I started out this week writing about “the worst week of my life”, but thought wiser of that. In my life, it’s tempting fate: you think that was bad? Our darling Harika has gone on to doggie heaven: yes, she is no longer suffering, and for that I am grateful. But my heart is truly broken.
From the Book "Harika Rules"
I can actually feel an ache in my chest, and what seems like an abyss below that. Serious reflection is taking place this week, and more than a few tears. But face it, Harika and Blair and I have had a near-idyllic 14 years, with very few days apart from each other. She, and we, lived on 3 continents during that time, swam in three seas and many rivers, ate at great restaurants, visited wonderful places and people. She grounded us and we swept her away. It was an ideal relationship. She slowed me down enough to see the illuminated pathway. All my prayers were answered.
In that pool beneath my broken heart is a wellspring of new ideas. When I get through my weeping phase, I will set the world afire with new art. Right now, I am making a sculpture/memorial/urn for Harika’s ashes. It is a serious terra cotta piece, which will be fired, like her.
Painting a Black Dog
I hate being at home, here in Rocca Malatina, Harika’s retirement home. We have been trying to keep busy, to keep our mind off of our loss (it’s hard to cry while driving and navigating). We have been walking down by the Panaro River, and we actually go for the same silly walks aound the neighborhood we did with H. I went swimming at our swimming hole Thursday, where we are contemplating ash placement if the monument I am building in terra cotta doesn’t work out.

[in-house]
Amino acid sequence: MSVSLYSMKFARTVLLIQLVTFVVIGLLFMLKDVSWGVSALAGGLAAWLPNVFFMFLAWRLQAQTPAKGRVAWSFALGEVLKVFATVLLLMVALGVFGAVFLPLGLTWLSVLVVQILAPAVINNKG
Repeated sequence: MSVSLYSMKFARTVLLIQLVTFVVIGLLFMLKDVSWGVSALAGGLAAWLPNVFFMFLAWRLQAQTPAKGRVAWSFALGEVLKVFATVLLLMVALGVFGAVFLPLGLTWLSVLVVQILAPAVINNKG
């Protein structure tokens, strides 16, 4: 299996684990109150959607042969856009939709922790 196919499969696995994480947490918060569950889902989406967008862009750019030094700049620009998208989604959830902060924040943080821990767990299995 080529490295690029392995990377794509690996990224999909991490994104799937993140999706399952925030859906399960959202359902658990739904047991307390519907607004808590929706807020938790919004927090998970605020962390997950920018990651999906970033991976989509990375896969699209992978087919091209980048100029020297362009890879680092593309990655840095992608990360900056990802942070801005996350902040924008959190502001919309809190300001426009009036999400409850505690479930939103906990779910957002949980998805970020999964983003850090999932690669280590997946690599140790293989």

Comfy in the Luxembourg Gardens
Friday we drove to Bolzano, near the Austrian border, to see the Ice Man, Otzi. He’s over 5,000 years old and was found in the Alps at the Italian/Austrian border in 1991. People thought they had just stumbled on a deceased hiker, but really he fell down eons ago. He is amazingly well preserved, frozen and damp. He resides in a glass enclosure which is kept to temperature and misted from time to time. The most exciting thing about the exhibit (it’s a whole museum all for Otzi!) is all the things he was carrying 5000 years ago, still intact. His fur hat (wolf); his leggings (again, skin); his fur jacket and reeded raincoat; his bow and arrows, quiver and tips; his hunting knife. He had a birch basket lined with maple leaves in which he carried a smoldering ember to light a fire (no, it went out). He had tree fungi with him, used to treat maladies – he may have been a shaman. They could even tell what his last meal was (ibex)! We ate tripe parmigiana and fried seafood for lunch, ourselves.
Another dog? Who knows (we’ll name him or her Otzi)? We would like to travel, but it’s hardly the time for that. I guess we’ll just keep our eyes and ears open for what is in store. She was really good at that.
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